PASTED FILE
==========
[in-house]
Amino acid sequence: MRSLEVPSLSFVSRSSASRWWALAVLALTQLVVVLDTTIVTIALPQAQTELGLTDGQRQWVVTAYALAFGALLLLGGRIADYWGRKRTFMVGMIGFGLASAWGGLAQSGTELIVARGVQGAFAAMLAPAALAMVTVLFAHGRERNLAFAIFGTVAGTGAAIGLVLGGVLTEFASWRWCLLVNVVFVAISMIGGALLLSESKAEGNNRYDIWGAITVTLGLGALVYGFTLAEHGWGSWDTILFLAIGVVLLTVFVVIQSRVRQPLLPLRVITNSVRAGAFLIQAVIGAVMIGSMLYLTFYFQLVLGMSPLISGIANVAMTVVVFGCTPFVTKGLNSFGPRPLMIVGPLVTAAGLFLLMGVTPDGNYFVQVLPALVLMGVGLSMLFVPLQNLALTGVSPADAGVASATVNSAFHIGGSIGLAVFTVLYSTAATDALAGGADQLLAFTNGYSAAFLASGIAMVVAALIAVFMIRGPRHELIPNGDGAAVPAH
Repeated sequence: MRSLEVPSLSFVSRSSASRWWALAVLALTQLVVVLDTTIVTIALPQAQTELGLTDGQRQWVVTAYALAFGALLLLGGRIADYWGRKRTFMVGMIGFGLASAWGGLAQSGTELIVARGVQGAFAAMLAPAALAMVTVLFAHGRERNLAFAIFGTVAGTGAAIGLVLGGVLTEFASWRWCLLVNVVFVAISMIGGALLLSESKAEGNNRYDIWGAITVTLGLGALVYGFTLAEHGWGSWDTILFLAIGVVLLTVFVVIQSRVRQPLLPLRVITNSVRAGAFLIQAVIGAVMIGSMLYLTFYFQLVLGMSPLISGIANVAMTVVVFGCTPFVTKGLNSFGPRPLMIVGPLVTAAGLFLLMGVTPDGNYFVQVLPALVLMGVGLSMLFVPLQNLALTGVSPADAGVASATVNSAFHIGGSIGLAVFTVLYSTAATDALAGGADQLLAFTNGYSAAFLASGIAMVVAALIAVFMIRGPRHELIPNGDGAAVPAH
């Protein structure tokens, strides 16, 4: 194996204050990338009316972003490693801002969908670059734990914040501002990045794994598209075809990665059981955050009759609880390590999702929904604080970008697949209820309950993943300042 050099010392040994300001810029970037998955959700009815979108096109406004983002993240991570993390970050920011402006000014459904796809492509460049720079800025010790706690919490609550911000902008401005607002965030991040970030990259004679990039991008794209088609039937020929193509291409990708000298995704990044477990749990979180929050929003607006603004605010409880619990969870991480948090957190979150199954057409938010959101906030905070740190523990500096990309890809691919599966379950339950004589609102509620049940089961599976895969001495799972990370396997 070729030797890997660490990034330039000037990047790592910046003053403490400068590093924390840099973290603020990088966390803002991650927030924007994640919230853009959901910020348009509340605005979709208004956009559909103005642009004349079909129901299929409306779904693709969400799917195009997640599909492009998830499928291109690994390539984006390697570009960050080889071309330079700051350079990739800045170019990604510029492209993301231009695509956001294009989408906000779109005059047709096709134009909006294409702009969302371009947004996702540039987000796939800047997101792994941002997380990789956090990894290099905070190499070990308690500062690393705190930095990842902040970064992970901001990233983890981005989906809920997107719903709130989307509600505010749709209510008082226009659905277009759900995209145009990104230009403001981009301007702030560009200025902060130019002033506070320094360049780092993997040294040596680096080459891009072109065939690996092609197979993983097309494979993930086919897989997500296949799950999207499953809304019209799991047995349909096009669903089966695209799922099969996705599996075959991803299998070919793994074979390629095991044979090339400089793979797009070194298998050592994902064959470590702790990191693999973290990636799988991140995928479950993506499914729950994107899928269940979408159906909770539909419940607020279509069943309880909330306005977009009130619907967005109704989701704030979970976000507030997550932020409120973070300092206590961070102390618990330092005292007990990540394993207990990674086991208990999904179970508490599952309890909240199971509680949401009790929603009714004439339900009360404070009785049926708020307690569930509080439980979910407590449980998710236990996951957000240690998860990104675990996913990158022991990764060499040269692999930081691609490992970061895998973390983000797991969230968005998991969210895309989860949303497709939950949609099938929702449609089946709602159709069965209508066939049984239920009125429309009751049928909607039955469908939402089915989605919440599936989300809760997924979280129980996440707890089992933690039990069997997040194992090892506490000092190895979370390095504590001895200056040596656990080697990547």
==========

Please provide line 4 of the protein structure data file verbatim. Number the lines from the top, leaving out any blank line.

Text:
């Protein structure tokens, strides 16, 4: 194996204050990338009316972003490693801002969908670059734990914040501002990045794994598209075809990665059981955050009759609880390590999702929904604080970008697949209820309950993943300042 050099010392040994300001810029970037998955959700009815979108096109406004983002993240991570993390970050920011402006000014459904796809492509460049720079800025010790706690919490609550911000902008401005607002965030991040970030990259004679990039991008794209088609039937020929193509291409990708000298995704990044477990749990979180929050929003607006603004605010409880619990969870991480948090957190979150199954057409938010959101906030905070740190523990500096990309890809691919599966379950339950004589609102509620049940089961599976895969001495799972990370396997 070729030797890997660490990034330039000037990047790592910046003053403490400068590093924390840099973290603020990088966390803002991650927030924007994640919230853009959901910020348009509340605005979709208004956009559909103005642009004349079909129901299929409306779904693709969400799917195009997640599909492009998830499928291109690994390539984006390697570009960050080889071309330079700051350079990739800045170019990604510029492209993301231009695509956001294009989408906000779109005059047709096709134009909006294409702009969302371009947004996702540039987000796939800047997101792994941002997380990789956090990894290099905070190499070990308690500062690393705190930095990842902040970064992970901001990233983890981005989906809920997107719903709130989307509600505010749709209510008082226009659905277009759900995209145009990104230009403001981009301007702030560009200025902060130019002033506070320094360049780092993997040294040596680096080459891009072109065939690996092609197979993983097309494979993930086919897989997500296949799950999207499953809304019209799991047995349909096009669903089966695209799922099969996705599996075959991803299998070919793994074979390629095991044979090339400089793979797009070194298998050592994902064959470590702790990191693999973290990636799988991140995928479950993506499914729950994107899928269940979408159906909770539909419940607020279509069943309880909330306005977009009130619907967005109704989701704030979970976000507030997550932020409120973070300092206590961070102390618990330092005292007990990540394993207990990674086991208990999904179970508490599952309890909240199971509680949401009790929603009714004439339900009360404070009785049926708020307690569930509080439980979910407590449980998710236990996951957000240690998860990104675990996913990158022991990764060499040269692999930081691609490992970061895998973390983000797991969230968005998991969210895309989860949303497709939950949609099938929702449609089946709602159709069965209508066939049984239920009125429309009751049928909607039955469908939402089915989605919440599936989300809760997924979280129980996440707890089992933690039990069997997040194992090892506490000092190895979370390095504590001895200056040596656990080697990547």